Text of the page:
NSA Army Student Takes Third in DePuy Writing Contest
By MC3 Michael Ehrlich
U.S. Army Capt. Hassan Kamara is pictured among the stacks in the Dudley Knox Library, Sept. 9. Kamara recently won third place in "Military Review" journal's General William E. DePuy Special Topics Writing Competition, sponsored by the U.S. Army Combined Arms Center.
"I was working on my thesis proposal while I wrote my submission," said Kamara. "It was a challenge but I was really inspired to write."
Kamara is a student in the National Security Affairs program at NPS, and attributes his motivation for the submission, focused on the topic of U.S. Army transformation in the face of limited resources, to the courses he has completed at the university.
"During a course called military innovation and adaptation, we took a historical look at defense planning at the end of the World War I period," said Kamara. "When [Germany] was going through budget cuts, military workforce reduction because of the Treaty of Versailles, and the beginning of the Great Depression, they were still able to build a world-class army."
Kamara is continuing to analyze this historical precedent in his thesis, while going further by taking into consideration doctrine, organization, training, material, leadership and education, personnel and facilities (DOTMLPF).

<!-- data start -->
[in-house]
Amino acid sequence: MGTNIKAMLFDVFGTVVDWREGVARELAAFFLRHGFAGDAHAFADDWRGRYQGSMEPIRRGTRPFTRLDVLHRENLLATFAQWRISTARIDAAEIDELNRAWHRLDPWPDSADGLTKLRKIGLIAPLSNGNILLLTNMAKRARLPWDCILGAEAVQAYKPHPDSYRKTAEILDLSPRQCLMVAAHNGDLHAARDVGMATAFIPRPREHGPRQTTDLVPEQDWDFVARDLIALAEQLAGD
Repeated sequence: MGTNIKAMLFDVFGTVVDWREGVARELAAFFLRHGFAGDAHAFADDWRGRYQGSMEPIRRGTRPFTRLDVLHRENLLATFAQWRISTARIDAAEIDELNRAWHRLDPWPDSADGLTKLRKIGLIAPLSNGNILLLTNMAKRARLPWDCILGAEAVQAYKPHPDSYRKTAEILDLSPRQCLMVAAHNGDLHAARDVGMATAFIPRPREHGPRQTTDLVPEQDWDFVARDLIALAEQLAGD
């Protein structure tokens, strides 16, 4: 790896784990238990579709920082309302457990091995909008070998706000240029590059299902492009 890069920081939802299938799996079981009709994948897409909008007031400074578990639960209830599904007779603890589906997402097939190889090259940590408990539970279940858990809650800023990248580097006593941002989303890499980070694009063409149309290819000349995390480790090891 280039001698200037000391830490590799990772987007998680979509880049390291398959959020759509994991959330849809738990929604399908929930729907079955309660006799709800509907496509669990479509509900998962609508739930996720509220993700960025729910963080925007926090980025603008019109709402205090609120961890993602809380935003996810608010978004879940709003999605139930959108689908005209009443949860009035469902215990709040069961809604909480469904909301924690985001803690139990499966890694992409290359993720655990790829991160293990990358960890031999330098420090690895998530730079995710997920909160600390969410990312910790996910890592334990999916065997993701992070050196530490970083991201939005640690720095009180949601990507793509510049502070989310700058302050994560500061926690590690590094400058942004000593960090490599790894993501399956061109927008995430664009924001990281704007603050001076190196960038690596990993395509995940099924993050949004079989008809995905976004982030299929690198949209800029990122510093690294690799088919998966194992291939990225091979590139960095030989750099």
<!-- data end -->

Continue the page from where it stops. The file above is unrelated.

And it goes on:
"What if I could take one of our ways of analyzing change, and DOTMLPF, and apply it to what they did," said Kamara. "I'm looking at the end of war period and now to see if there are similarities in American strategic and command organization cultures, with focus on innovation and change.
"The focus of my thesis is transformation," he continued. "The military is often static, and we were isolationists at the time, so I'm looking at that and seeing how far we have come and what similarities we still need to address.
"It's a rewarding and fulfilling way to use the education I received [at NPS]," continued Kamara. "I feel like I'm contributing to the body of work out there to help the Army during this period of transformation."
Kamara's anticipated graduation date is in March of 2015, after which he will be heading to the Redstone Arsenal Army Base in Huntsville, Alabama.
Defense Analysis Professor Wins 2014 Hamming Teaching Award
By MC2 Chablis J. Torrence